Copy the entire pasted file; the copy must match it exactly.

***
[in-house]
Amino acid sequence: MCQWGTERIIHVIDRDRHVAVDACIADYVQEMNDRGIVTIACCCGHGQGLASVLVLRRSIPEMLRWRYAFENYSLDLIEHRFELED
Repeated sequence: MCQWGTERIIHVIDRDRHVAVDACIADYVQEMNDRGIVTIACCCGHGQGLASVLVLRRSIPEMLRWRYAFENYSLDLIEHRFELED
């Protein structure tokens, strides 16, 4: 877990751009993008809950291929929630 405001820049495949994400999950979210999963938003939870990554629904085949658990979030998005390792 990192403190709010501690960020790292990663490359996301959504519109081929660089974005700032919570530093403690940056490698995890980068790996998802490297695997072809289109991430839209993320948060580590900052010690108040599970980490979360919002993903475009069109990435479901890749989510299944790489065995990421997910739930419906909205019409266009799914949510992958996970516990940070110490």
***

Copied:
[in-house]
Amino acid sequence: MCQWGTERIIHVIDRDRHVAVDACIADYVQEMNDRGIVTIACCCGHGQGLASVLVLRRSIPEMLRWRYAFENYSLDLIEHRFELED
Repeated sequence: MCQWGTERIIHVIDRDRHVAVDACIADYVQEMNDRGIVTIACCCGHGQGLASVLVLRRSIPEMLRWRYAFENYSLDLIEHRFELED
């Protein structure tokens, strides 16, 4: 877990751009993008809950291929929630 405001820049495949994400999950979210999963938003939870990554629904085949658990979030998005390792 990192403190709010501690960020790292990663490359996301959504519109081929660089974005700032919570530093403690940056490698995890980068790996998802490297695997072809289109991430839209993320948060580590900052010690108040599970980490979360919002993903475009069109990435479901890749989510299944790489065995990421997910739930419906909205019409266009799914949510992958996970516990940070110490």